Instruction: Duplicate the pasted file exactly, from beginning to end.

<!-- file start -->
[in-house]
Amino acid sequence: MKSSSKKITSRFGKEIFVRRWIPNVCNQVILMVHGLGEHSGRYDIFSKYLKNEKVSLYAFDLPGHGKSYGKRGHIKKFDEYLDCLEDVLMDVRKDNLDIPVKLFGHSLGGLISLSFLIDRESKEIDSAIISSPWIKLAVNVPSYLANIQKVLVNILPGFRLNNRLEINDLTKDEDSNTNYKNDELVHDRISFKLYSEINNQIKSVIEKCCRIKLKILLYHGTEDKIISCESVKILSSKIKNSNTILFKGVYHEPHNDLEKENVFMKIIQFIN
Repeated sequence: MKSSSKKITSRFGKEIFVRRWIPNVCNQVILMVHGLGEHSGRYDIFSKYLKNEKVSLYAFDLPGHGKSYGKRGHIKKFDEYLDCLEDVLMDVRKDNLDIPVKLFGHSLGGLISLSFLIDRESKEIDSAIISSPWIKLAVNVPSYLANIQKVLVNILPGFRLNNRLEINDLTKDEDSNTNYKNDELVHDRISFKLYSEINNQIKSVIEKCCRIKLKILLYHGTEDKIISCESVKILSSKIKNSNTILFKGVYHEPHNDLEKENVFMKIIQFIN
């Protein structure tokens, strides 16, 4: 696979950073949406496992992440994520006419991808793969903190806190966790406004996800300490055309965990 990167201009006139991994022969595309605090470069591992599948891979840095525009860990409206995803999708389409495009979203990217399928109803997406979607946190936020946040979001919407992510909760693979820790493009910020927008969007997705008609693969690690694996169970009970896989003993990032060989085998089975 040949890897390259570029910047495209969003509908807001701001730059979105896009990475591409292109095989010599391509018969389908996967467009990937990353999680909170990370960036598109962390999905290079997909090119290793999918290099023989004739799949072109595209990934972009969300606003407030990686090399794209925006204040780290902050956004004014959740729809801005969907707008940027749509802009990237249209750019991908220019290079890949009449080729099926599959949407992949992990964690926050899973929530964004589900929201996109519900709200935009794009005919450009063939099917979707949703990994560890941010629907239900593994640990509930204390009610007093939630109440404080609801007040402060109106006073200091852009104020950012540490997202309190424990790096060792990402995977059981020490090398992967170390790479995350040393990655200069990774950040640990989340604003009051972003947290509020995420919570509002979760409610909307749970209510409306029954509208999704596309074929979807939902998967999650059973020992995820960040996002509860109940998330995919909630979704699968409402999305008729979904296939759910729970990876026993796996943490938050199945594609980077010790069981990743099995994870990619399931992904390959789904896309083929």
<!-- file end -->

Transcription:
[in-house]
Amino acid sequence: MKSSSKKITSRFGKEIFVRRWIPNVCNQVILMVHGLGEHSGRYDIFSKYLKNEKVSLYAFDLPGHGKSYGKRGHIKKFDEYLDCLEDVLMDVRKDNLDIPVKLFGHSLGGLISLSFLIDRESKEIDSAIISSPWIKLAVNVPSYLANIQKVLVNILPGFRLNNRLEINDLTKDEDSNTNYKNDELVHDRISFKLYSEINNQIKSVIEKCCRIKLKILLYHGTEDKIISCESVKILSSKIKNSNTILFKGVYHEPHNDLEKENVFMKIIQFIN
Repeated sequence: MKSSSKKITSRFGKEIFVRRWIPNVCNQVILMVHGLGEHSGRYDIFSKYLKNEKVSLYAFDLPGHGKSYGKRGHIKKFDEYLDCLEDVLMDVRKDNLDIPVKLFGHSLGGLISLSFLIDRESKEIDSAIISSPWIKLAVNVPSYLANIQKVLVNILPGFRLNNRLEINDLTKDEDSNTNYKNDELVHDRISFKLYSEINNQIKSVIEKCCRIKLKILLYHGTEDKIISCESVKILSSKIKNSNTILFKGVYHEPHNDLEKENVFMKIIQFIN
């Protein structure tokens, strides 16, 4: 696979950073949406496992992440994520006419991808793969903190806190966790406004996800300490055309965990 990167201009006139991994022969595309605090470069591992599948891979840095525009860990409206995803999708389409495009979203990217399928109803997406979607946190936020946040979001919407992510909760693979820790493009910020927008969007997705008609693969690690694996169970009970896989003993990032060989085998089975 040949890897390259570029910047495209969003509908807001701001730059979105896009990475591409292109095989010599391509018969389908996967467009990937990353999680909170990370960036598109962390999905290079997909090119290793999918290099023989004739799949072109595209990934972009969300606003407030990686090399794209925006204040780290902050956004004014959740729809801005969907707008940027749509802009990237249209750019991908220019290079890949009449080729099926599959949407992949992990964690926050899973929530964004589900929201996109519900709200935009794009005919450009063939099917979707949703990994560890941010629907239900593994640990509930204390009610007093939630109440404080609801007040402060109106006073200091852009104020950012540490997202309190424990790096060792990402995977059981020490090398992967170390790479995350040393990655200069990774950040640990989340604003009051972003947290509020995420919570509002979760409610909307749970209510409306029954509208999704596309074929979807939902998967999650059973020992995820960040996002509860109940998330995919909630979704699968409402999305008729979904296939759910729970990876026993796996943490938050199945594609980077010790069981990743099995994870990619399931992904390959789904896309083929």